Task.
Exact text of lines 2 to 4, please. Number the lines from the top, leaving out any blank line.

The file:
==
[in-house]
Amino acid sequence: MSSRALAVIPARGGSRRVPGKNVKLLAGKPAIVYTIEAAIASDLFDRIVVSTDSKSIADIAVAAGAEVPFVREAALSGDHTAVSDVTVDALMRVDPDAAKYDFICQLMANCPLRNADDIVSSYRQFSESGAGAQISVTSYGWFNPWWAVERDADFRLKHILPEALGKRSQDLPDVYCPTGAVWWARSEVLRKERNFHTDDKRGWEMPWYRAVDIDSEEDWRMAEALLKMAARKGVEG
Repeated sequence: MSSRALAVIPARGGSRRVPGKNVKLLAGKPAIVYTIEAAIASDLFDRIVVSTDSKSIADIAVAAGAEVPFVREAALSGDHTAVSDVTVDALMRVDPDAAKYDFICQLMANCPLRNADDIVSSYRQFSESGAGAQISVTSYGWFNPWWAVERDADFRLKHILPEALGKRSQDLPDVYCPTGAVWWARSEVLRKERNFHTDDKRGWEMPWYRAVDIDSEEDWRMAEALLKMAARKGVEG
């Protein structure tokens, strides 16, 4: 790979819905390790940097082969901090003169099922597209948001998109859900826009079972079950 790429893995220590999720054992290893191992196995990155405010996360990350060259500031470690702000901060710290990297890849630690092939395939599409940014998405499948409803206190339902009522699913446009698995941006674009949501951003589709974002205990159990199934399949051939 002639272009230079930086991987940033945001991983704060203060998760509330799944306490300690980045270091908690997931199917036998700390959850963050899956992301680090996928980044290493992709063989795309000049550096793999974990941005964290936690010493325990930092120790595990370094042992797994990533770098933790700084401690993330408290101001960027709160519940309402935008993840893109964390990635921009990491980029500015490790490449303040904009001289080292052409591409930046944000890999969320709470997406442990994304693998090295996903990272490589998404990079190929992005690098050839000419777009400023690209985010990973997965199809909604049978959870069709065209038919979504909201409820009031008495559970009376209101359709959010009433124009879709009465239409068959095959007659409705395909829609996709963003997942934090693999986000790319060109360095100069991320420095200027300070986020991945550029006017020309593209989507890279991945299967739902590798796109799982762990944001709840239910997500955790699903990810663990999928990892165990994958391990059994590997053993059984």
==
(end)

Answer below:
Amino acid sequence: MSSRALAVIPARGGSRRVPGKNVKLLAGKPAIVYTIEAAIASDLFDRIVVSTDSKSIADIAVAAGAEVPFVREAALSGDHTAVSDVTVDALMRVDPDAAKYDFICQLMANCPLRNADDIVSSYRQFSESGAGAQISVTSYGWFNPWWAVERDADFRLKHILPEALGKRSQDLPDVYCPTGAVWWARSEVLRKERNFHTDDKRGWEMPWYRAVDIDSEEDWRMAEALLKMAARKGVEG
Repeated sequence: MSSRALAVIPARGGSRRVPGKNVKLLAGKPAIVYTIEAAIASDLFDRIVVSTDSKSIADIAVAAGAEVPFVREAALSGDHTAVSDVTVDALMRVDPDAAKYDFICQLMANCPLRNADDIVSSYRQFSESGAGAQISVTSYGWFNPWWAVERDADFRLKHILPEALGKRSQDLPDVYCPTGAVWWARSEVLRKERNFHTDDKRGWEMPWYRAVDIDSEEDWRMAEALLKMAARKGVEG
């Protein structure tokens, strides 16, 4: 790979819905390790940097082969901090003169099922597209948001998109859900826009079972079950 790429893995220590999720054992290893191992196995990155405010996360990350060259500031470690702000901060710290990297890849630690092939395939599409940014998405499948409803206190339902009522699913446009698995941006674009949501951003589709974002205990159990199934399949051939 002639272009230079930086991987940033945001991983704060203060998760509330799944306490300690980045270091908690997931199917036998700390959850963050899956992301680090996928980044290493992709063989795309000049550096793999974990941005964290936690010493325990930092120790595990370094042992797994990533770098933790700084401690993330408290101001960027709160519940309402935008993840893109964390990635921009990491980029500015490790490449303040904009001289080292052409591409930046944000890999969320709470997406442990994304693998090295996903990272490589998404990079190929992005690098050839000419777009400023690209985010990973997965199809909604049978959870069709065209038919979504909201409820009031008495559970009376209101359709959010009433124009879709009465239409068959095959007659409705395909829609996709963003997942934090693999986000790319060109360095100069991320420095200027300070986020991945550029006017020309593209989507890279991945299967739902590798796109799982762990944001709840239910997500955790699903990810663990999928990892165990994958391990059994590997053993059984």